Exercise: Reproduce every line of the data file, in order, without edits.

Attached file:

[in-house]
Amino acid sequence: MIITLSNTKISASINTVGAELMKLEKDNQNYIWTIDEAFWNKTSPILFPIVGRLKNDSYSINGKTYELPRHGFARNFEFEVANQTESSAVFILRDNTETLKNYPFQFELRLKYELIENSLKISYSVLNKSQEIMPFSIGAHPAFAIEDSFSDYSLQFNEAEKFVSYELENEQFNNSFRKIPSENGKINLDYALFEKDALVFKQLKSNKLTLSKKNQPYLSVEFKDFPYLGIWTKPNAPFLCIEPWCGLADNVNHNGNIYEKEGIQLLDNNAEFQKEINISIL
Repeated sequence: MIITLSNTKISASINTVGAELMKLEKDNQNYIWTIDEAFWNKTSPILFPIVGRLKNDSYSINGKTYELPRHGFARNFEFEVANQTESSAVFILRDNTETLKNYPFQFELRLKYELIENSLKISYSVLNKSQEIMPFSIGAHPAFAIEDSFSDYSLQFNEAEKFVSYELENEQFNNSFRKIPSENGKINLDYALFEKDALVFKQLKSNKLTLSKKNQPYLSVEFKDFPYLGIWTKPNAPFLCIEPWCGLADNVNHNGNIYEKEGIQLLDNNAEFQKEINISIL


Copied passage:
[in-house]
Amino acid sequence: MIITLSNTKISASINTVGAELMKLEKDNQNYIWTIDEAFWNKTSPILFPIVGRLKNDSYSINGKTYELPRHGFARNFEFEVANQTESSAVFILRDNTETLKNYPFQFELRLKYELIENSLKISYSVLNKSQEIMPFSIGAHPAFAIEDSFSDYSLQFNEAEKFVSYELENEQFNNSFRKIPSENGKINLDYALFEKDALVFKQLKSNKLTLSKKNQPYLSVEFKDFPYLGIWTKPNAPFLCIEPWCGLADNVNHNGNIYEKEGIQLLDNNAEFQKEINISIL
Repeated sequence: MIITLSNTKISASINTVGAELMKLEKDNQNYIWTIDEAFWNKTSPILFPIVGRLKNDSYSINGKTYELPRHGFARNFEFEVANQTESSAVFILRDNTETLKNYPFQFELRLKYELIENSLKISYSVLNKSQEIMPFSIGAHPAFAIEDSFSDYSLQFNEAEKFVSYELENEQFNNSFRKIPSENGKINLDYALFEKDALVFKQLKSNKLTLSKKNQPYLSVEFKDFPYLGIWTKPNAPFLCIEPWCGLADNVNHNGNIYEKEGIQLLDNNAEFQKEINISIL